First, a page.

One-way carsharing provider car2go, a subsidiary of Daimler AG, is the largest carsharing company in the world, with 1.4 million members sharing more than 14,000 vehicles throughout Europe and North America. The company also recently launched service in China’s Chongquing municipality, its first Asian market. Michael Mikos, car2go’s chief financial officer and director of strategic development, oversees all car2go system launches in North America. He also manages the integration of new Daimler mobility products, as well as strategic partnerships, and investments in the North American mobility market. 

The following is a lightly edited version of the Shared-Use Mobility Center’s conversation with Mr. Mikos.

What are some of the latest trends you’re seeing in one-way carsharing?

More automakers are following Daimler’s lead and starting to think about themselves as comprehensive mobility companies, including carsharing. However, we believe car2go’s flexible one-way carsharing model is the most convenient and appealing for people looking to get from point A to point B. One-way carsharing is particularly difficult to do successfully. We’re proud to be the leaders, and I think that car2go’s model will continue to work best for the foreseeable future; a future that also includes autonomous vehicles. Self-driving cars will unlock a whole new level of potential for car2go and mobility in general. In the interim, innovation in this space will be driven by optimization – the ability to most effectively predict demand for vehicles and locate them accordingly, so our members have access to cars where and when they need them.

How does car2go’s model fit with autonomous vehicles?

Autonomous vehicles will add even more convenience and flexibility to the one-way model. An autonomous car2go car would come to you when you need it, drop you off when you get to your destination, and then move on to pick up the next member. Unlike today, you won’t need to park the car. And for members who would rather read, catch up on email or nap instead of drive – they’ll be able to do all that and more in an autonomous car2go.

How do you see one-way carsharing corresponding with other modes?

We are seeing cities really embrace shared mobility and becoming much more multimodal. It’s so much different than it was even 24 months ago. I think everyone is starting to understand the benefits of having a diverse urban transportation mix. While a city may be adding carshare cars today, they will see a net reduction in vehicles tomorrow once everything gets up and running. Carsharing encourages more people to share fewer cars overall.

We also know that one-way carsharing supports public transit. We’ve heard from many of our members that car2go gave them the confidence to be able to commit to using transit instead of buying a personal vehicle. They know that, if their plans change or if they miss a bus or train, they still have car2go to affordably get them where they need to go. Having options is very important. It’s hard to get people to give up their car if they don’t believe they have real alternatives. One or even two modes doesn’t necessarily give you enough of a sense of security to make that leap. It takes a true multimodal network to get people to look past personal vehicle ownership.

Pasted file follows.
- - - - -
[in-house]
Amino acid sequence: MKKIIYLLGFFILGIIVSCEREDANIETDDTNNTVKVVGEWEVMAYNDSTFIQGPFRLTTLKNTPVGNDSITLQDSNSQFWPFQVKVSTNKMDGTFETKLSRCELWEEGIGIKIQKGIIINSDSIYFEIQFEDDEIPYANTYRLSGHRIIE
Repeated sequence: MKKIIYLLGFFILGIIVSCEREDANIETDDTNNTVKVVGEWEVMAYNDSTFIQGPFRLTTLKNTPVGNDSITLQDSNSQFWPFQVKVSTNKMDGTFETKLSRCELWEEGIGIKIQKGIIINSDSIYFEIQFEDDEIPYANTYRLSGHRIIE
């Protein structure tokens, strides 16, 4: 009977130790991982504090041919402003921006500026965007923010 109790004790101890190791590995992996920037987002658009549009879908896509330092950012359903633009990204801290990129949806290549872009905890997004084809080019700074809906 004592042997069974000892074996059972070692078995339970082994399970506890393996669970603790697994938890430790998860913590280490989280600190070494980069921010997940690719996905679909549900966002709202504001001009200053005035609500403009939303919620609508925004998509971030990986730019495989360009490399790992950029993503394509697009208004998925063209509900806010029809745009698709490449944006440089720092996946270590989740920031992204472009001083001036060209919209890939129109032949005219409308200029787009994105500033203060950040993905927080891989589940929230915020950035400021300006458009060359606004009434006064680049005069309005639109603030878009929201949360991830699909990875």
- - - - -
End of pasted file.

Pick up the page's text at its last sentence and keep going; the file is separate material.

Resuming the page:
It seems like car2go has been adjusting its home service area in various markets recently.  Could you share some insights on what you’re learning about how and where one-way works best?

We’re the first company to run a one-way carsharing operation of this scale throughout the U.S. and Canada, so we’ve naturally had to learn and adjust along the way. One of the things we’ve been experimenting with is Home Area size. We found that, in many cases, our Home Areas were simply too large. We saw that some of our vehicles ended up in areas with significantly lower demand, and those vehicles tended to stay there and take up a parking space instead of helping move people around. By adjusting the boundaries of the Home Area, we improved availability of our vehicles where members need them most, and ensured cars remained in constant circulation. Having said that, we would certainly expand the Home Area to include those neighborhoods in the future to address increased density and demand.

How do you work with cities, and what can they do to better encourage growth in carsharing?

A lot of the work we do with cities is educational. Many cities are grappling with some form of the same density and congestion issues. The problem is that their population is outgrowing existing street space and parking infrastructure. We provide city leaders with data that advocates for a multimodal transit landscape. The data is very clear: shared mobility is a truly compelling option that can help tackle congestion challenges and boost quality of life in urban cores.

How do you reconcile carsharing’s impacts on reducing vehicle ownership with the fact that car2go is a subsidiary of Daimler?

Daimler is a mobility company that recognized the value of providing people with high-quality mobility options like carsharing very early on. Personal vehicle ownership is still important, especially in suburban and rural areas. Additionally, many of our members also own a personal vehicle and for them a car2go makes for an ideal second car.

What are your hobbies outside of work?

Movies, concerts and my children’s sporting events. My favorite place to see concerts is still back in Chicago, where I grew up.